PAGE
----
There will only ever be 21 Million of them. The final one will be minted in 2040.
    To be a world currency, they would surely need to be worth $10,000 each.
    Gain on current value of $145 is roughly 70-1. Is that good odds or bad odds of it succeeding? I don't know.

    If I were a rich investor, a few bitcoins in my portfolio wouldn't go amiss.
    You and BillyT have a few, surely?
     
  8. exchemist Valued Senior Member

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    I'd leave it alone or risk losing your shirt. Do you think Warren Buffet would have anything to do with bitcoin? No, nor do I.
     
  9. Captain Kremmen All aboard, me Hearties! Valued Senior Member

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    I agree whole-heartedly.
    Warren Buffett would not buy a bitcoin.
    He would laugh at the notion.
    I'll have a google and see if he's made a quote on the subject.

    Added later.
    He has at present zero bitcoins in Berkshire Hathaway's holdings.

    This is interesting though:
    Max Keiser, host of the Keiser Report on RT and writer for the Huffington Post, has bet¹ Warren Buffett 100,000 BTC that the price of Bitcoin will reach $200,000 USD before the price of Berkshire Hathaway (BRK.A)² reaches $200,000 USD.
    http://betsofbitco.in/item?id=1446

    The price of BRK,A is $172,210
    I think that is a ridiculous bet, placing a value on the invented currency at $420 Billion.
    We'll see.

    Not everyone is laughing though:
    A leading investor, Fed Wilson, said this in May:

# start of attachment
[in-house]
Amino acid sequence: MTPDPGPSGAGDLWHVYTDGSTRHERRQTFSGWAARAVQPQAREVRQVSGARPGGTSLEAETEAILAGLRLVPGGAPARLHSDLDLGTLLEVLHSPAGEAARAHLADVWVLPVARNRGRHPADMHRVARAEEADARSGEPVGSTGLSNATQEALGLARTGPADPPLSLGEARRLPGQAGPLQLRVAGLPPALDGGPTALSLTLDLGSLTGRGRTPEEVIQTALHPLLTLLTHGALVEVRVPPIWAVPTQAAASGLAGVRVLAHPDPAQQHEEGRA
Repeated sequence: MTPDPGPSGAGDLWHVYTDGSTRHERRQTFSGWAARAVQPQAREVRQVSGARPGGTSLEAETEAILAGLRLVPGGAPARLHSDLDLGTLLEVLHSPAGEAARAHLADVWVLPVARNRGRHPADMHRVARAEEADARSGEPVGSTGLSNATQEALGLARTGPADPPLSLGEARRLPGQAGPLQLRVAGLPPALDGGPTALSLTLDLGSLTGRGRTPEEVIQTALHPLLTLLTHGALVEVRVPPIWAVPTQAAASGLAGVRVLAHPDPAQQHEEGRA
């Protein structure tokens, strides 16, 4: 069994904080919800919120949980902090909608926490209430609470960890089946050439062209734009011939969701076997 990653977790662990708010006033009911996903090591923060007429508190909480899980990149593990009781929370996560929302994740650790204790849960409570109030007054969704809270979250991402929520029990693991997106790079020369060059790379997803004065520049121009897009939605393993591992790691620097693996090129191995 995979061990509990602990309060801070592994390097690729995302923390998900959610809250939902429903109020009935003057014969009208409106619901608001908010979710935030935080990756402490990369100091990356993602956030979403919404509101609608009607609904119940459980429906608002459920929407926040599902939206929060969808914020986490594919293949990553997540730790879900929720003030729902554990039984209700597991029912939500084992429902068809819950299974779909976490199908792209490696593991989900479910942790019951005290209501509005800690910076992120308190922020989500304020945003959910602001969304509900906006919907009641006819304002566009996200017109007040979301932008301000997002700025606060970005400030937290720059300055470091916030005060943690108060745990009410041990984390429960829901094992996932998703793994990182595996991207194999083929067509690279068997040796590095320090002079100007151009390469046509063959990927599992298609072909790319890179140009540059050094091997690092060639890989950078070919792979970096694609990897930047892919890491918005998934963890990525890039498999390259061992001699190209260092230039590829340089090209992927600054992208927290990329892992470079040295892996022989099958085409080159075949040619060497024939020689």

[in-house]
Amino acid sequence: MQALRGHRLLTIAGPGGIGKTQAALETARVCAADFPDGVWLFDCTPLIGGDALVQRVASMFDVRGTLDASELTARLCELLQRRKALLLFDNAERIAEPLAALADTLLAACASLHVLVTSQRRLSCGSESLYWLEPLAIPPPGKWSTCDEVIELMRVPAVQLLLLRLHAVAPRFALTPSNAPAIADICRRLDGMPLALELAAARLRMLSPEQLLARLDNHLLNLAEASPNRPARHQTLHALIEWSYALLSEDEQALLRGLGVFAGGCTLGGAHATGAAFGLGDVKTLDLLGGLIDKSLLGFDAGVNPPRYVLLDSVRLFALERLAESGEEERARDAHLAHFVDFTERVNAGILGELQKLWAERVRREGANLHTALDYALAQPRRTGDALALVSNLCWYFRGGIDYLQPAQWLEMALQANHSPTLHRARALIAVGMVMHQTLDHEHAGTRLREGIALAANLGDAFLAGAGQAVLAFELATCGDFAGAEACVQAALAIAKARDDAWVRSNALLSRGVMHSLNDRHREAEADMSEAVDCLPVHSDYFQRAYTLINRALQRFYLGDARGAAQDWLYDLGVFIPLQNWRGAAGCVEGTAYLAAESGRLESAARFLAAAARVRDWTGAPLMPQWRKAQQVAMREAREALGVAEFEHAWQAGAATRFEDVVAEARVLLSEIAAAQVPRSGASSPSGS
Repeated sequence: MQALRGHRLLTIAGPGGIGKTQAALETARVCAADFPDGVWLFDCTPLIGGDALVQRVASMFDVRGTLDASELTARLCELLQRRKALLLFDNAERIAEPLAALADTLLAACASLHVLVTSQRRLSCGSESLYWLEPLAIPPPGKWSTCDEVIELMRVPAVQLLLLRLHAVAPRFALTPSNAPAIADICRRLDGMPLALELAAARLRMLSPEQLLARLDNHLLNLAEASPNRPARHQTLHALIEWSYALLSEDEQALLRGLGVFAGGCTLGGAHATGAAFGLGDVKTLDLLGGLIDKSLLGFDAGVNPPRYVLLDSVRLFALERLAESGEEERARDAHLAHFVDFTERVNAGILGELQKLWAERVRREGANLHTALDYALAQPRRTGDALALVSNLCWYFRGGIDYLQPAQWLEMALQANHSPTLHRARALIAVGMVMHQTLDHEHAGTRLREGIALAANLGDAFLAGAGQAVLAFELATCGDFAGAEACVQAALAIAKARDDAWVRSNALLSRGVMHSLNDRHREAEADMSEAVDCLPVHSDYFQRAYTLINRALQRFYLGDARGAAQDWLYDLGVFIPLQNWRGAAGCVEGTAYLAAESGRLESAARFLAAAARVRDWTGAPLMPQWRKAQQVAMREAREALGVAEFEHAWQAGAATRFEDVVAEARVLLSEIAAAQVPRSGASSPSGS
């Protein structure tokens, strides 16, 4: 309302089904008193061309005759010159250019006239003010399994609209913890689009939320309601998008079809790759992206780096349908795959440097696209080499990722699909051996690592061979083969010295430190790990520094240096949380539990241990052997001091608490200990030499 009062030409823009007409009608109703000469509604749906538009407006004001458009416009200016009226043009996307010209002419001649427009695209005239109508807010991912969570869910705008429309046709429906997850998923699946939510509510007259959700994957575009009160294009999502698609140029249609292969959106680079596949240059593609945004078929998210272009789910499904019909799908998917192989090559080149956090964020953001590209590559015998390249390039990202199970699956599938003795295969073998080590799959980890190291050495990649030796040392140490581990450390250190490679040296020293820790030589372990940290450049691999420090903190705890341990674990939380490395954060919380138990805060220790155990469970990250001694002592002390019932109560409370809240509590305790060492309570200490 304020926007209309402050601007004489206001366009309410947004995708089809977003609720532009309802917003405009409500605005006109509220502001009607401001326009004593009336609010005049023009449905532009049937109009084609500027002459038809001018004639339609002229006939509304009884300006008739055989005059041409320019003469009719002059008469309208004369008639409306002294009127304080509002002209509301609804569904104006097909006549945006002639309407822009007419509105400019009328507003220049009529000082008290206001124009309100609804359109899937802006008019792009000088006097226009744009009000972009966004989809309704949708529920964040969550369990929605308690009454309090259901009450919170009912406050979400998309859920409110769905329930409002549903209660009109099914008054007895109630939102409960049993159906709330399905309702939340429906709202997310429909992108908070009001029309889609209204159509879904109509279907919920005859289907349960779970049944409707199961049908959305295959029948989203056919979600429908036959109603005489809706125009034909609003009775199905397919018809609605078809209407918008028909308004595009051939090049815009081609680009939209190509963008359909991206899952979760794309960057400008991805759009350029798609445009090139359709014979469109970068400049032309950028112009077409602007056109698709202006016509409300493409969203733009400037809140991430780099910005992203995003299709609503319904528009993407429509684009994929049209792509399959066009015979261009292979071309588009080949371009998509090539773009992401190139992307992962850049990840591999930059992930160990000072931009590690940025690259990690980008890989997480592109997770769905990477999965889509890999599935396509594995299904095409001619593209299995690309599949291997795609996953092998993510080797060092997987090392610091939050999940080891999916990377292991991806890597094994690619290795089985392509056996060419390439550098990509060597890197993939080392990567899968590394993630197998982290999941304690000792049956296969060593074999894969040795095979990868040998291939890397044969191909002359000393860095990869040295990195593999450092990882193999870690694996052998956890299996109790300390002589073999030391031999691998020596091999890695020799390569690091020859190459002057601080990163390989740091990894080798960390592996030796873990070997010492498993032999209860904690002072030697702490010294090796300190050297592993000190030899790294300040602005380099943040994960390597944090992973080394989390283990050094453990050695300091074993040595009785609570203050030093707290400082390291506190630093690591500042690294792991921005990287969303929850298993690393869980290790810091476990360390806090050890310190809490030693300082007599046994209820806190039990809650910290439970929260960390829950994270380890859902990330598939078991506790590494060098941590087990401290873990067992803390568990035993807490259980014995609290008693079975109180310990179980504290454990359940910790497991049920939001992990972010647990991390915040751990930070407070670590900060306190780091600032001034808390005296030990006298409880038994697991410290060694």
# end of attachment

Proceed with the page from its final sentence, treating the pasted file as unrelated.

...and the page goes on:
"We believe that Bitcoin represents something fundamental and powerful, an open and distributed Internet peer to peer protocol for transferring purchasing power,"
    Read more: http://www.businessinsider.com/fred-wilson-invests-in-coinbase-2013-5#ixzz2gMolLNej
     
  10. exchemist Valued Senior Member

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    There's always some sucker, sure. "Internet peer to peer protocol for transferring purchasing power", my arse. I'll see him down the Labour Exchange when it's all over.

    It depends what type of person you are. Some people go in for betting on the horses. And a few - very few - even make money out of it. But statistically, you will probably lose, otherwise bookies could not make a living.

    I was in Houston during the dotcom bubble in 2000. Serious people were talking about a "new business model", in which you did not even have to be trading to make money: the potential of web-baed business idea was enough. I was told I was a fool not to get myself a piece of the action. Buffett stayed out, of course. And we all know what happened. And many of my US colleagues lost a lot of money.

    By the way, I think your "Fed" Wilson is a Freudian slip! Good one.
     
  11. Captain Kremmen All aboard, me Hearties! Valued Senior Member

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    I reckon that WB would have taken the bet even if Max had proposed $1,000 rather than $200,000 as the bitcoin target.